RTS4103 - Radiation therapy science 3 - 2017

6 points, SCA Band 2, 0.125 EFTSL

Postgraduate - Unit

Refer to the specific census and withdrawal dates for the semester(s) in which this unit is offered.


Medicine, Nursing and Health Sciences

Organisational Unit

Department of Medical Imaging and Radiation Sciences


Dr Catherine Kealley

Dr Caroline Wright

Unit guides



  • Second semester 2017 (Online)


This unit focuses on the action of ionising radiation on living things at the cellular level and the resulting effects on organs, tissues and the whole body. Students will gain an in-depth knowledge on the biological effects of ionising and non-ionising radiation, and the mechanisms of repair to biological damage. Students will be able to describe the systemic and total body responses to early/late effects of radiation. Students will undertake a critical review on how the effects of radiation on biological tissue can be utilised in the practice of radiation therapy. Students will acquire an appreciation of the potential hazards present in different radiation therapy procedures, and focus on the principles of dose reduction, while maximising the information produced from a particular dose of ionising or non-ionising radiation. Whilst studying these topics, students will be encouraged to critically reflect, analyse and synthesise relevant information from the literature.


Upon successful completion of this unit, students should be able to:

  1. Describe the major bio-effects of ionising and non-ionising radiation and explain the severity and risks associated with these bio-effects;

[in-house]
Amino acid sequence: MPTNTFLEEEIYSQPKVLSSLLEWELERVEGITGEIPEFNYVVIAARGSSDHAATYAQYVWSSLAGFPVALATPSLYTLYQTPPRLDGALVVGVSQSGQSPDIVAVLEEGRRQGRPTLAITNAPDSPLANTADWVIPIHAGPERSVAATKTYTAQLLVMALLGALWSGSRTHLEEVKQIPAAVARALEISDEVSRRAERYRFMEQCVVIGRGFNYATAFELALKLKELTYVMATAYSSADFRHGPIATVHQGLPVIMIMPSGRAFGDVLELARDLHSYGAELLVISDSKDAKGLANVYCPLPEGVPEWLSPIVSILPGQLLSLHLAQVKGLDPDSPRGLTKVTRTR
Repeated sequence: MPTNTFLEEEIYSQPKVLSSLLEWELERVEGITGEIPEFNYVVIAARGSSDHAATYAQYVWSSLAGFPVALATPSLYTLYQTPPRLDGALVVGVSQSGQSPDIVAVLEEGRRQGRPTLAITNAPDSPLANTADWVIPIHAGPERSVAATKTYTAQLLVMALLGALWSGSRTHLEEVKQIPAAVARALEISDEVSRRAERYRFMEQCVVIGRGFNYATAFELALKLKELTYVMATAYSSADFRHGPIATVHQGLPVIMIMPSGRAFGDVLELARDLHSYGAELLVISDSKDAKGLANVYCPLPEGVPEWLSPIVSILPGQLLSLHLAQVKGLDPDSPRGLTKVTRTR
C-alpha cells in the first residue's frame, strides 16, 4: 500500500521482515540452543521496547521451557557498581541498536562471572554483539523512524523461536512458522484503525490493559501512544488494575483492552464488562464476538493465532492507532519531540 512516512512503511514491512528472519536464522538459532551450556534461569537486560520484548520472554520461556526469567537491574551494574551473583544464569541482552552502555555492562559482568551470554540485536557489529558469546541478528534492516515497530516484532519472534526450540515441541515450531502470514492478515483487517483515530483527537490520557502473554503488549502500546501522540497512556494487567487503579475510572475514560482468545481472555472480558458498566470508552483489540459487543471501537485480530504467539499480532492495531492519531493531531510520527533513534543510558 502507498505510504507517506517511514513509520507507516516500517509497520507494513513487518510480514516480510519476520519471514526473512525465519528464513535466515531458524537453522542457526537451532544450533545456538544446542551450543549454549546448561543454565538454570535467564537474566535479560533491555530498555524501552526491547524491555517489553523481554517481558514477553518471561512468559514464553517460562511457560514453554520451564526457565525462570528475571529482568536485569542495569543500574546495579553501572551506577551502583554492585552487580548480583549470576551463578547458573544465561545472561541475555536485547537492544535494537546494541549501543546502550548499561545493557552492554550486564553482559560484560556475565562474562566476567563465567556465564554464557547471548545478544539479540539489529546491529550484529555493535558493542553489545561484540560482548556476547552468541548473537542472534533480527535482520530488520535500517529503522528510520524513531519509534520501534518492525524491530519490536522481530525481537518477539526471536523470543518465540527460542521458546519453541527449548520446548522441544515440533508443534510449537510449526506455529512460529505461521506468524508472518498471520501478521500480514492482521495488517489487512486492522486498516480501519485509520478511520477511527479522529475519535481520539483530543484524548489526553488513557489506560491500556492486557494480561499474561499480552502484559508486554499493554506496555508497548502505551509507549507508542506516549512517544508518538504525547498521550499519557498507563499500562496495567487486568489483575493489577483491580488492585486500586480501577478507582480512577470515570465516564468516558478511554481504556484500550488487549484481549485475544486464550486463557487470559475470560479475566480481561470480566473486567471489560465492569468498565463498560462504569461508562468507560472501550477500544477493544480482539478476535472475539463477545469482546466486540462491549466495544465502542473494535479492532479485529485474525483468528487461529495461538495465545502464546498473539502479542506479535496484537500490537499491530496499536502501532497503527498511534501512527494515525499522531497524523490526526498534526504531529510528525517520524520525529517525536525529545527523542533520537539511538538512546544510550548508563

2. Discuss the known biological effects of ionising and non-ionising radiation on cells and tissues;
  3. Calculate the radiation dose, and appraise the current scientific theories relating to the risk associated with radiation dose;
  4. Explain the rationale used to determine the most appropriate procedure with regard to biological effects;
  5. Describe the modifications to procedural technique, required to maximise the benefit from a particular dose of ionising or non-ionising radiation;
  6. Outline the principles of radiation safety, protection and ALARA, and justify the medical use of ionising and non-ionising radiations.


  • Scientific Poster (20%)
  • Presentation (20%)
  • Critical Review (1,000 words) (10%)
  • Written invigilated examination (2 hours) (50%)

Chief examiner(s)

This unit applies to the following area(s) of study


RTS4101, RTS4102. Must be enrolled in Master of Medical Radiations or the Radiation Sciences stream of the Bachelor of Health Sciences.